Written by sophomore Sara Komer

From day one, Sue and Joyce were your classic Venus and Serena pairing. The Nidzgorski twins grew up playing tennis together, attended the University of Delaware together, and played No. 1 doubles together. With so many similarities, one unfortunate discovery sets the twins apart while also bringing them closer. After an unforgettable contribution to the Blue Hens, school programs, and her family, one moment and two words changed Sue’s life forever: ovarian cancer.

It was in 2013 that Sue (below left) heard these words in the realm of her life and future aspirations. Sue had two decisions; she could give up, or fight.

When asked how Sue reacted to this life-altering news, Joyce responded, “Amazingly. She accepted it with such grace. She’s such a freaking fighter, and she won’t give up. It’s a kind of quiet grit that she always had.”

Ever since she was a young girl, Sue always fought and competed for everything. She grew up in Wilmington, Del. playing USTA events and advancing far into junior tennis tournaments.

Many top NCAA Division I programs recruited Sue, but she chose her home state of Delaware to showcase her skills and passion for tennis. She immediately became a major threat as a top-flight singles and doubles player.

Joyce compared Sue to Rafael Nadal saying, “You had to be prepared to go out there and run a marathon mentally against her.”

With her twin sister Joyce right behind her at in the No. 2 singles position, the duo went undefeated for two years in a row. Sue upheld the nickname her father gave to her, “Steady Eddie,” as she steadily wore down her opponents and broke the school record for most wins at the time.

Following an unfortunate rollerblading accident which forced Sue to sit out most of her junior year, she jumped back on the court her senior year at the number one doubles spot with Joyce.

When Sue’s time at UD concluded in 1981, she traveled around Delaware, South Carolina, and Virginia working as a school teacher and tennis coach. She taught a wide variety of subjects while also coaching both men and women secondary school teams.

While teaching on court in 2013, Sue began to have difficulty breathing, and the source became known as ovarian cancer.

“My new normal changed. Cancer becomes a mental game,” Sue recalled.

Current Delaware head coach and former Blue Hens player in her own right, Laura Travis, got in contact with Sue this past spring, and shared she wanted to dedicate our match against Temple to Sue.

When Laura asked about the lessons she learned along this difficult journey, Sue stated “You learn to be patient when you don’t want to; you learn to be brave when you’re scared beyond belief.”

As a current player on the women’s tennis squad, my teammates and I had no doubt in our minds that we wanted and needed to support our fellow Blue Hen. As we stepped on the court, ready to take on Temple, we knew that this match was bigger than us.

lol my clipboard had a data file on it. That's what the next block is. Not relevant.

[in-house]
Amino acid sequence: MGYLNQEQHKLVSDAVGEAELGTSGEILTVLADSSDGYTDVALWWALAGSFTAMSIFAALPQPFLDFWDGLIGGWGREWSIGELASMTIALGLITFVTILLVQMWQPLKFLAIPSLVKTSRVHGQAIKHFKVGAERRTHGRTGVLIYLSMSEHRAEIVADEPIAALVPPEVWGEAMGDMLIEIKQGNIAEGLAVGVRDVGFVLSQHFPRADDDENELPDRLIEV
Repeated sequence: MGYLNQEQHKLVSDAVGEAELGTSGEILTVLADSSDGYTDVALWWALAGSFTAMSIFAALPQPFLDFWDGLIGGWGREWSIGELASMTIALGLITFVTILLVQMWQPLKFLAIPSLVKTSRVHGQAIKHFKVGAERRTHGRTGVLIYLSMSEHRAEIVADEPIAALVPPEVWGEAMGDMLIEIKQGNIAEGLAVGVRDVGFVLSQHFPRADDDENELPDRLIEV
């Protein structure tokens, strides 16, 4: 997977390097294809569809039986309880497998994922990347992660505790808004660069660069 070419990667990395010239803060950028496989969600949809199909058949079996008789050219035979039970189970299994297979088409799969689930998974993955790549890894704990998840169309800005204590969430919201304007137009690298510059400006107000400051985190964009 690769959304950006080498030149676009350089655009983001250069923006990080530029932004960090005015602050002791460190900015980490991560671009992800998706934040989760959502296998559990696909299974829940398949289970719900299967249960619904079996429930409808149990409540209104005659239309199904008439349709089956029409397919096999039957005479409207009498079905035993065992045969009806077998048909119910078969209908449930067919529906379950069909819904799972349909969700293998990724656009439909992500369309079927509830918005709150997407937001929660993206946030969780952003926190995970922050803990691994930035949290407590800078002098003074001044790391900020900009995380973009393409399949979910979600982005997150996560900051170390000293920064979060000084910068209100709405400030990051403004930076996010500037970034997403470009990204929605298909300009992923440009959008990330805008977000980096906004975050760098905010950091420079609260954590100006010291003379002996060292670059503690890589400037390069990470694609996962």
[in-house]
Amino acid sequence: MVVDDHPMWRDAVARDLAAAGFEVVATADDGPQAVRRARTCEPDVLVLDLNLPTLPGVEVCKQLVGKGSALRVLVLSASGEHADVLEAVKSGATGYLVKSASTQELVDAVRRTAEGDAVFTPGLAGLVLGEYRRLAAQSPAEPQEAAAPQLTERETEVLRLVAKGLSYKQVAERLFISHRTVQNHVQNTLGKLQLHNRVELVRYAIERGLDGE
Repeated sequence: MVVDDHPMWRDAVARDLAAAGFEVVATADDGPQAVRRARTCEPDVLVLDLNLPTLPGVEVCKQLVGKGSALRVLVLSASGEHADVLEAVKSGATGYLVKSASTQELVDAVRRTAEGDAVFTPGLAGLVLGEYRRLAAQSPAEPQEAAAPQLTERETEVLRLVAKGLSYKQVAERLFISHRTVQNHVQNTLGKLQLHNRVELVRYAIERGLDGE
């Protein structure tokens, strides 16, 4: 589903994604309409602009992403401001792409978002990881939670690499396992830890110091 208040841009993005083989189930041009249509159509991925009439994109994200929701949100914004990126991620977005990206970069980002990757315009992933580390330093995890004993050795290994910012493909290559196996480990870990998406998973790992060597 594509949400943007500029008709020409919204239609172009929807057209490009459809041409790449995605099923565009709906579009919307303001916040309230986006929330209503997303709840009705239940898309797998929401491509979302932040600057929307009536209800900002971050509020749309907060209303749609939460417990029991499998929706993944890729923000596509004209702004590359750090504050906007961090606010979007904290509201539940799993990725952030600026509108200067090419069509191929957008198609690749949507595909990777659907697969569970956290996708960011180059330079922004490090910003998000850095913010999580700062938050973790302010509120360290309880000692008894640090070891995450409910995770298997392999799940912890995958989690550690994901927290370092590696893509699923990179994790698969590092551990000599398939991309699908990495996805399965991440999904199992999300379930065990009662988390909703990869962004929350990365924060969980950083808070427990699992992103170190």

Our teal wristbands that stated, “We’re in this together,” were a reminder that tougher battles were being fought elsewhere. We weren’t just playing for ourselves. We were playing for our teammates, the University of Delaware, and Sue.

Joyce (top row, second from left) and twin sister Sue (top row, third from right)
were standouts for the Blue Hens from 1978-81

With two competitive doubles matches complete, the score was 1-1. My doubles partner, Sarah Hall, and I needed to win our match to secure the doubles point against the Owls. After fighting off three match points we prevailed with a 7-6 (6) win.

The team rushed the court with excitement, but we knew there was more work to be done. With our typical No. 1 singles player, Brooke Pilkington, sitting out due to an elbow injury, we knew that our singles matches were going to be a battle. As everyone moved up a spot in the lineup, it was evident that we would have to be patient when we didn’t want to and brave when we were scared.

Before we knew it, the match was tied, 3-3.

Annie Jaskulski, at No. 4 singles, would have to win to clinch the match for the Blue Hens. Annie was down, 5-7 7-5 0-3, and an optimistic final result looked uncertain for Delaware.

As we all stood at half court cheering, and Coach Travis sat calmly next to Annie during the changeover, something inspiring occurred on those courts. With Sue in our hearts giving us courage and determination, Annie won six straight games to capture the match.

Sue’s grit on the court and in life inspires not only our team but also everyone she meets. She is constantly going through cycles of surgery and chemo with a smile on her face and a determined attitude. She brings a ray of sunshine and hope everywhere she goes as she hands out lifesavers to all her doctors and nurses. Sue even gave her racquets to one of her chemo nurses to continue spreading her love for tennis.

After spreading her love of tennis her whole life, Sue’s new goal is to spread the word about ovarian cancer to all women. She strives to educate everyone and provide knowledge about the possibility of donating organs to save lives.

The Blue Hens women’s tennis team, Delaware athletics, and every life Sue touched will forever be impacted by her grace and inspiring attitude. Although the road has been difficult for Sue and Joyce, Joyce reminded me, “We’re Fightin’ Blue Hens.”

There’s nothing this duo can’t do. We can all help Sue’s legacy to last forever if we do as she has shown us and continue to pay it forward.